6650 E. Broadway • Mt. Pleasant, MI 48858
Phone: 989-775-4750 • Fax: 989-775-4770
Hours Of Operation

Cultural Presenters Program

cultural presenters program

Topic specific presentations may be added to your Ziibiwing Center experience or booked for an offsite learning experience.


Wiisagaak Kokibinaaganan (Black Ash Baskets): Discover the art of Black Ash basketry during this cultural presentation. Participants will learn about the identification, pounding, splitting, and dying processes to produce the splint materials, plus the tools used. They will see examples of different weaves and baskets. They will hear stories about community members who are basket makers and the important role basket making plays. They will hear the story of the Black Ash tree that explains the tree's origin. They will also learn about the Emerald Ash Borer that poses a threat to the Black Ash tree, and what measures Tribal communities are taking to help save the Black Ash tree and preserve this way of life.

Dikinaagan (Cradleboard): The Anishinabek believe children are gifts from the Creator to be respected, guided, and loved. Families create beautiful cradleboards (dikinaaganan) for their babies (abinoojiinsag). Learn about these beautiful works of arts and the role they play in our community. Learn of their construction, how & why they are used, and how this knowledge is carried forward to the next generation.

Medicine Wheel: The medicine wheel promotes harmony and balance in our lives. It represents how the Anishinabek see the world as a circle in which everything on this Earth has its place. Learn about the Anishinabe Medicine Wheel, its components, and teachings associated with its significance.

Ojibwe Music: Learn about both the traditional and modern ways in which the Anishinabe people include music into their lives. Music is present in ceremonies, celebrations, and our daily lives, as well as for specific reasons or events. Traditional songs that have been passed down for many generations are present in contemporary life, as well as new songs and styles of music.

Bi Mosem Makazining (Take A Walk In Our Shoes) - Anishinabek Moccasin History: What can you learn by looking at a person's footwear? Learn about the traditional footwear of the Anishinabek of the Great Lakes as you walk through history with us. The design of our footwear was and continues to be influenced by our knowledge of Mother Earth, the resources available to us, and contact with other cultures.

Pow Wow & Dance Styles: Contemporary North American Indian Pow Wows and dance styles have their roots in older traditions from a number of different tribes. Learn about the history of North American Indian Pow Wows as well as the contemporary gatherings still held today. The importance of the drum, songs, and dances are also discussed.


American Indian Boarding School Era: By 1900 most American Indian children were taken from their families. They were transported by train or bus to American Indian Boarding Schools where they were forced to learn new ways of life. Learn about this difficult time of family separation, forced assimilation, and the effects that these policies had on the people living during this era, as well as the impact on future generations.

Effects of Colonization: With the colonization of the Americas by European powers there came many consequences that still effect American Indian communities today. Changes in diet and lifestyle, the introduction of new diseases, and other extreme changes for American Indian peoples are discussed. Discussion on how American Indians are still dealing with these effects in contemporary society.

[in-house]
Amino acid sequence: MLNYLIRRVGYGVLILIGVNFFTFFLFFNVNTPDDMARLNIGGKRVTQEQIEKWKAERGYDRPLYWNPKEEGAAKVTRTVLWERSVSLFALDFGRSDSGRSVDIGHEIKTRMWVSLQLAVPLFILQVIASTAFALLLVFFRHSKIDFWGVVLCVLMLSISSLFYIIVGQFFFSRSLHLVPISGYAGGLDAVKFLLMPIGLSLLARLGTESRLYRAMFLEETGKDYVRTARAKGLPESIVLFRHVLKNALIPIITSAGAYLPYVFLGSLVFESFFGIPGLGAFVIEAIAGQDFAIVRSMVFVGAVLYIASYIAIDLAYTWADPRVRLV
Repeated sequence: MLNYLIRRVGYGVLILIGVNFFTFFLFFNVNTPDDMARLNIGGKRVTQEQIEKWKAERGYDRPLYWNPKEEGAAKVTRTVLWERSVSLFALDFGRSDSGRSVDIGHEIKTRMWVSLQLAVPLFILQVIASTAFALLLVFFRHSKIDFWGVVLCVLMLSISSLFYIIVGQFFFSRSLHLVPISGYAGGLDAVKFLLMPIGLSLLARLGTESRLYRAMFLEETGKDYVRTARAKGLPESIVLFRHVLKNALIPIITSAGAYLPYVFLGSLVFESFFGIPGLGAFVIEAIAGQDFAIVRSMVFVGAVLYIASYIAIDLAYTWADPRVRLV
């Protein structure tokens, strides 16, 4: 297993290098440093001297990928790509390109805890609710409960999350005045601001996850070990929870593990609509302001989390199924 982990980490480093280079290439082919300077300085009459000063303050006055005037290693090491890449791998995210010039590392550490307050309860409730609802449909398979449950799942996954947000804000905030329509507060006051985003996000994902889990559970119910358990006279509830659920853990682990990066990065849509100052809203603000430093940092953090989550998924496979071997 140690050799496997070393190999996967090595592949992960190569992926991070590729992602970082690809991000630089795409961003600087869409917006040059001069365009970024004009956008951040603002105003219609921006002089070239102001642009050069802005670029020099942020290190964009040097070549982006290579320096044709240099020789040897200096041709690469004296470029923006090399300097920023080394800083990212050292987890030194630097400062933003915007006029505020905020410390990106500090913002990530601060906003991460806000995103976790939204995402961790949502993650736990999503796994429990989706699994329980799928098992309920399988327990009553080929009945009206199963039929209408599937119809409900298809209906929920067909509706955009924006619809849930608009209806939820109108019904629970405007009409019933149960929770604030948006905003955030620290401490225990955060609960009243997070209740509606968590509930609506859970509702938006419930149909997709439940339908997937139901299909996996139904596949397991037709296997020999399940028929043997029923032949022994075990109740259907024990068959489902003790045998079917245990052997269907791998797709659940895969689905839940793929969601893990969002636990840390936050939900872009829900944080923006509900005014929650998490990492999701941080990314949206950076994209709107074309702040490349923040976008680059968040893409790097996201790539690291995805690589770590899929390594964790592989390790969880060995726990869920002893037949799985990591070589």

Saginaw Chippewa Tribal History & Contemporary Society: Learn about the history of the people of the Saginaw Chippewa Indian Tribe of Michigan from before they were called Saginaw Chippewa, all the way to contemporary times. Information on both the current community and the diversity that defines the Tribe will be discussed.


Nigitigaaninaan (Our Plants): Before European contact, the Anishinabek had their own ways of using plants. The Anishinabek have special relationships with the plants. This valuable information has been passed down from elders to children over generations, and still perseveres today. Learn about some Anishinabe uses of plants, and how plants are viewed in a cultural context.

Manoomin (Wild Rice - Zizania palustris): Manoomin is more than just a food for the Anishinabek. It is considered a sacred gift from Gitche Manido (Creator or Great Mystery). The Anishinabek have been respectfully gathering Manoomin (wild rice) throughout the Great Lakes area for centuries. Learn about the significance of Manoomin to the Anishinabek, and about the traditional process of harvesting the rice.

Iskigamizigan (Sugarbush): Maple sugar and syrup are two of the oldest agricultural products in North America. For many generations, the Anishinabek have been harvesting ziibaakdaaboo (maple sap) during the time of year when boon (winter) gives way to mnookimi (spring). Learn about the technology of harvesting and processing maple sap to make maple sugar and syrup.


Family History: Learn helpful hints on how to get started on your own family research and how to continue research once you have begun. Discover exciting historical resources to use, how to locate new information, and learn processes to best utilize and organize your data.

Cultural Presenters Program Pricing

AT ZIIBIWING CENTER: $50 per ½ hour; $100 per hour (per speaker + room fee)

OFFSITE: $200 for the 1st hour, $50 for each additional ½ hour (per speaker + mileage & accommodations if needed) Minimum of $200.

Please contact our Sales & Events Coordinator at (989) 775-4744 for more information or to make reservations.

The Ziibiwing Center will accommodate requests for special presentation topics whenever possible.